It's like some in the gas industry are living in a different universe from the rest of us, when it comes to the risks from shale gas extraction via fracking. Call it the "Spin Zone."
At a Wall Street Journal conference last week, Chesapeake Energy CEO Aubrey McClendon told attendees he's unaware of any problems resulting from the thousands of fracking wells drilled in Fort Worth, Texas in recent years. McClendon peevishly referred to the fracking-related air pollution concerns I raised at the conference as "environmental nonsense."
Well, read on. Then decide who's talking "nonsense":
- In December 2011, the Texas Commission on Environmental Quality (TCEQ) reported that oil and gas operations in the Dallas-Fort Worth region emit more smog-causing volatile organic compounds (VOCs) than all cars, trucks, buses and other mobile sources in the area combined. This wasn't true before the fracking boom: TCEQ's data shows that VOCs from oil and gas production have increased 60 percent since 2006.
Up north in the Mountain States, the problem is just as serious:
- According to a 2012 study from the Colorado School of Public Health, cancer risks were 66 percent higher for residents living less than half a mile from oil and gas wells than for those living farther away, with benzene being the major contributor to the increased risk. This same study reminds us that chronic exposure to ozone, prevalent at gas production sites, can lead to asthma and pulmonary diseases, particularly in children and the aged.
Finally, let's not forget the 2011 Duke University study proving that drinking water wells near fracking sites have 17 times more methane than wells not located near fracking, and that this extra methane has a chemical fingerprint which shows it's coming from deep drilling. Fracking operations have generated billions of gallons of radiation-laced toxic wastewater that weren't managed properly and fracking has forced families to abandon their homes after they were poisoned by dangerous levels of arsenic, benzene and toluene.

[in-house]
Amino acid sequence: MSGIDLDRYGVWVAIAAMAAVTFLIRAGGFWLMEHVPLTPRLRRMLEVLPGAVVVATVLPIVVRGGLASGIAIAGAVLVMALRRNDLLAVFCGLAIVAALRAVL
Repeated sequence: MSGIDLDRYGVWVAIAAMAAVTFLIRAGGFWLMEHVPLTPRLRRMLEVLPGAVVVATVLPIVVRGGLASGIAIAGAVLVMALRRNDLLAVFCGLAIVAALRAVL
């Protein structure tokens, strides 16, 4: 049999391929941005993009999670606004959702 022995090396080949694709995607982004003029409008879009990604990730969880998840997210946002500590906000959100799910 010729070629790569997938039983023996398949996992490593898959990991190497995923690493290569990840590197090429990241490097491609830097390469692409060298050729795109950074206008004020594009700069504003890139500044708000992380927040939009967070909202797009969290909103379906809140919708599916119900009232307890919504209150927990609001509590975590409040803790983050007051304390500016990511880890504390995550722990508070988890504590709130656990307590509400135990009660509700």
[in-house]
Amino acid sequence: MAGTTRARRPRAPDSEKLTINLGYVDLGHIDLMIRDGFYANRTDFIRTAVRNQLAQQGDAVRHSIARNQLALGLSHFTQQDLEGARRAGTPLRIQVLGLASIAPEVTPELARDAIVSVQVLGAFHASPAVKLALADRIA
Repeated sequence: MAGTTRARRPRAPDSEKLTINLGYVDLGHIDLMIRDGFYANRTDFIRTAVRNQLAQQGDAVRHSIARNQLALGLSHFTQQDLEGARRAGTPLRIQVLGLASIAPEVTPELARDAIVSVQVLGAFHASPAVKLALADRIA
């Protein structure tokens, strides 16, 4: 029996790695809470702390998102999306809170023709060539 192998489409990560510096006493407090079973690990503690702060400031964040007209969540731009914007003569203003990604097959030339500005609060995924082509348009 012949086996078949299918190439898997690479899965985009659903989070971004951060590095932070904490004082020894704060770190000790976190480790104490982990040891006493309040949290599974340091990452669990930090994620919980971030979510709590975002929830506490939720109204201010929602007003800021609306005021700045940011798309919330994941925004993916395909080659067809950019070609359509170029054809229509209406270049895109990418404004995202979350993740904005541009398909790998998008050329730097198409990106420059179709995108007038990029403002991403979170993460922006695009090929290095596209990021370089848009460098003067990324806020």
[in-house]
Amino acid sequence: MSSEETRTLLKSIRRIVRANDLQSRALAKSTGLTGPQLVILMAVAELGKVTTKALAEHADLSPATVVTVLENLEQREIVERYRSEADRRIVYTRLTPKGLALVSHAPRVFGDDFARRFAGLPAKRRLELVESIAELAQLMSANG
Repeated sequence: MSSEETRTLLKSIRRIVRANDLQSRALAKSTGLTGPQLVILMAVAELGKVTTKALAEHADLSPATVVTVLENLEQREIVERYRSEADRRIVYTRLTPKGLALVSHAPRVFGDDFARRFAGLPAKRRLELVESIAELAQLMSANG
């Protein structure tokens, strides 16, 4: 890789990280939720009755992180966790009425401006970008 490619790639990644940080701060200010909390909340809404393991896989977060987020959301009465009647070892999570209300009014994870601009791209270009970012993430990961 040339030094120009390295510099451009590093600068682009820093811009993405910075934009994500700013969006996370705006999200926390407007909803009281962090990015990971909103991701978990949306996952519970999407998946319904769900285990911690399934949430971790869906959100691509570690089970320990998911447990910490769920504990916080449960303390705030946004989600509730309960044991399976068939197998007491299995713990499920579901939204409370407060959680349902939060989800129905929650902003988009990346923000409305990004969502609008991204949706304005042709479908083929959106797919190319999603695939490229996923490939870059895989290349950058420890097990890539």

Most drillers remain in deep denial, routinely choosing to circle the wagons rather than acknowledge environmental and public health problems. As one Wall Street Journal conference blogger pointedly observed, after I suggested that the gas companies deny problems and demonize critics, McClendon's next move was, well, to deny and demonize. To be fair, other pro-fracking conference panelists like former Pennsylvania Gov. Ed Rendell were somewhat more critical of the industry, arguing that the gas companies must accept blame for rushing fracking and relying on "cowboy" drillers.
In the end, conference attendees weren't buying the drillers' "don't worry, just keep buying more of our gas" message. After my and McClendon's mini-debate, an astonishing 49 percent of this business-friendly audience said that we need federal regulation of the gas industry. Only 7 percent thought the answer to our problems lies with self-regulation by the frackers.
Fracking and its impact on public health, in particular our children's health, is a serious issue that calls for swift action -- action that the gas industry repeatedly tries to block. In New York, for example, the industry recently helped kill a legislative proposal for a public health impact assessment which hundreds of medical professionals had joined community activists and environmentalists in supporting.
Let the gas companies continue to deny fracking's proven link to air and water pollution. The public isn't buying their spin. They know where the "nonsense" is coming from.
Photo credit: Greg Schneider / Genesis Photos
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